What does “good” look like?
A great way to start is to collaborate with key business functions or teams to get under the skin of what they do with data and identify which areas of the data protection law are most relevant to their roles. Here are a few examples:
HR teams have a completely different set of priorities for how they compliantly handle people’s data. They need to understand how data laws apply to the range of data tasks they carry out for employment purposes and for recruitment, such as diversity, onboarding, conducting appraisals and personal development plans, handling health and sickness data, employee communications, and so on.
Procurement teams need to understand the difference between controllers, processors, and joint controllers. They must recognize what good supplier due diligence for data protection looks like.
Customer service teams need to have the proper knowledge to handle privacy-related queries from members of the public.
Consider the audience and judge what style of training delivery would work best. There are many options: a straightforward presentation, a specific online module, or a workshop-style session where participants don’t just come to listen but actively take part in group work. A workshop should get them to think hard about how the data protection principles and other aspects of law apply to their roles.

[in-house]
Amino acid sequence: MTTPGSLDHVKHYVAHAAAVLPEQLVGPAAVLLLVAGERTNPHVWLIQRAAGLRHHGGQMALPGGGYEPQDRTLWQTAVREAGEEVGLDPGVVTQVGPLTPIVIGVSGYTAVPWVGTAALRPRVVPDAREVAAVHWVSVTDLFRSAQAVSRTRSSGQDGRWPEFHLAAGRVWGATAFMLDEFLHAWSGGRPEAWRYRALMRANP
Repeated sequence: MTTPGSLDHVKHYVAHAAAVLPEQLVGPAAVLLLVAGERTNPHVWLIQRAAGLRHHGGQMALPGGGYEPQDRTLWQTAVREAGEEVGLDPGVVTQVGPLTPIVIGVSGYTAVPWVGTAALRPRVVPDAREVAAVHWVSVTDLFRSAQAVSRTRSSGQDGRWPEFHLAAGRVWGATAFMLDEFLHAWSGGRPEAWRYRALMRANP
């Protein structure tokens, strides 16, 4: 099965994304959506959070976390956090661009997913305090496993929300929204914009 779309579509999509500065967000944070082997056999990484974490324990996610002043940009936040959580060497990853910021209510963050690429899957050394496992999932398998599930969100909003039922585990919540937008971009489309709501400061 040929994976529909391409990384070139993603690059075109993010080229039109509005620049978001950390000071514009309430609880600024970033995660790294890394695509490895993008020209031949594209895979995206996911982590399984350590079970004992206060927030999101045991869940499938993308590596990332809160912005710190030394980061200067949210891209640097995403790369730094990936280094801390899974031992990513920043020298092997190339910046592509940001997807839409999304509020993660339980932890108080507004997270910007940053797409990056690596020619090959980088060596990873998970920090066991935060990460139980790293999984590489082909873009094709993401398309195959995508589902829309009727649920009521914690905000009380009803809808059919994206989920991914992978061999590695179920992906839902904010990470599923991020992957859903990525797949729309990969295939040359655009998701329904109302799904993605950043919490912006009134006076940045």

Wherever possible, include relevant examples, case studies, regulatory fines, and exercises to illustrate what good and bad practices look like.
Successful training will embed core messages and encourage people to make positive changes or at least be more diligent about their data handling and sharing of personal data.
Go the extra mile to help them manage personal data securely, responsibly, and ethically.
Getting the balance right
Clearly, bespoke training for everyone—especially in a big organization—could become too time-consuming and costly. It often works best to take a balanced and pragmatic approach when deciding which business areas or job roles would benefit most from tailored training.
It can pay to focus on the areas which have the greatest exposure to personal data risks. Target the training to influence and mitigate those risks.